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Kenya bombs al-Shabaab camps in Somalia

Jets pounded the camps in the Gedo region bordering Kenya, the military source said on Monday.

FILE: Al-Shabaab militants have killed more than 400 people in Kenya since April 2013. Picture: AFP.

NAIROBI - It's been confirmed that the Kenyan air force bombed two al-Shabaab camps in Somalia on Sunday, a Kenya Defence Forces source said on Monday, in the first major military response to last week's attack by the militant group on a Kenyan university.

Gunmen from the al-Qaeda-aligned group killed 147 people on Thursday when they stormed the Garissa University College campus, some 200km from the Somali border.

Jets pounded the camps in Gondodowe and Ismail, both in the Gedo region bordering Kenya, the military source said on Monday. Cloud cover made it difficult to establish how much damage the bombings caused or estimate the death toll.

"We targeted the two areas because according to information we have, those [al-Shabaab] fellows are coming from there to attack Kenya," he said.

Kenya has struggled to stop the flow of al-Shabaab militants and weapons across its porous 700km border with Somalia.

Al-Shabaab militants have killed more than 400 people in Kenya since April 2013.

An African Union peacekeeping force that includes Kenyan troops, and which is fighting the group in Somalia, carried out arrests and seized ammunitions in an al-Shabaab camp in Gondodowe last August.

Meanwhile, the Kenyan government on Sunday said it would compensate the victims and their families.

Deputy President William Ruto visited survivors at a Nairobi hospital at the weekend and told them he would pay their medical expenses.

He also said the government would cover the victims cost for funerals to give them an appropriate send off.

WATCH: University security tightened.

'SON OF A GOVERNMENT OFFICIAL WAS AMONG GUNMEN IN GARISSA ATTACK'

The son of a Kenyan government official was one of the masked gunmen who killed nearly 150 at the university, the interior ministry said on Sunday, as Kenyan churches hired armed guards to protect their Easter congregations.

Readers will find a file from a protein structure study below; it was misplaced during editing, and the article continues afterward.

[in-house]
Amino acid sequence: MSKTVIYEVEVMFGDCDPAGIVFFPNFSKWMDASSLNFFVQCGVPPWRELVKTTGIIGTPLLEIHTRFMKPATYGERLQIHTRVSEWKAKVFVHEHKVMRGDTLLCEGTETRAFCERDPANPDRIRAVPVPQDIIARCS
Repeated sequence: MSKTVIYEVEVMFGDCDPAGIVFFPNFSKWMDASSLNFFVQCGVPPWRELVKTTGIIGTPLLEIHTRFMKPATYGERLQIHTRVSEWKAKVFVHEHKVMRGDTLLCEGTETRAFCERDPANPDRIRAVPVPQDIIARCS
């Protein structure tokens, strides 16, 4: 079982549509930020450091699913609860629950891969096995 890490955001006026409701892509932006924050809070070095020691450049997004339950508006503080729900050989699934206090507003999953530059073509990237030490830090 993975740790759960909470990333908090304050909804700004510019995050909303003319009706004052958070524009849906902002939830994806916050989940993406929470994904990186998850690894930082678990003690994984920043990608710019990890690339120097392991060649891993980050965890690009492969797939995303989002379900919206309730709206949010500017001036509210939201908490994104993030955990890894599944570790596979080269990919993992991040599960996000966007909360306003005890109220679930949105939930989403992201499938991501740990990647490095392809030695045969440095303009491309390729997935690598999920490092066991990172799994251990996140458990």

Pope Francis decried Thursday's attack in his Easter Sunday service, praying for those killed by Islamist gunmen who hunted down Christians while sparing Muslims.

At one church in the Indian Ocean port city of Mombasa, worshippers were evacuated and a bomb disposal unit deployed due to a suspicious vehicle parked outside the church.

Interior Ministry spokesman Mwenda Njoka said Abdirahim Abdullahi, son of a government official in the northern Mandera county bordering Somalia, was one of four gunmen who stormed the college campus in northeastern town of Garissa.

"The father had reported to security agents that his son had disappeared from home... and was helping the police try to trace his son by the time the Garissa terror attack happened," Njoka told Reuters in a text message.

President Uhuru Kenyatta on Saturday said the planners and financiers of Islamist attacks were "deeply embedded" within Kenyan communities and urged Muslims to do more to fight radicalisation.

A Garissa-based official said the government was aware Abdullahi, a former University of Nairobi law student, had joined the militant group al-Shabaab after graduating in 2013.

"He was a very brilliant student. But then he got these crazy ideas," said the official.

The al-Shabaab group said the assault on Garissa was revenge for Kenya sending troops into Somalia to fight alongside African Union peacekeepers against the al-Qaeda-aligned group.

The militants have threatened to turn Kenyan cities "red with blood" and police have stepped up security at shopping malls and public buildings in the capital Nairobi, and the eastern coastal region which has been prone to al Shabaab attacks.

The Garissa assault has further strained the historically cordial relations between Kenya's Christian and Muslim communities, which have deteriorated due to frequent Islamist attacks on Christian priests and churches.

Kenyan priests said they feared churches could be targeted on Easter Sunday, the main liturgical feast in the Christian calendar.

"We are very concerned about the security of our churches and worshippers, especially this Easter period, and also because it is clear that these attackers are targeting Christians," Willybard Lagho, a Mombasa-based Catholic priest and chairman of the Coast Interfaith Council of Clerics, told Reuters.

He said churches Mombasa were hiring armed police and private security guards for mass on Easter Sunday.

Christians make up 83 percent of Kenya's 44 million population.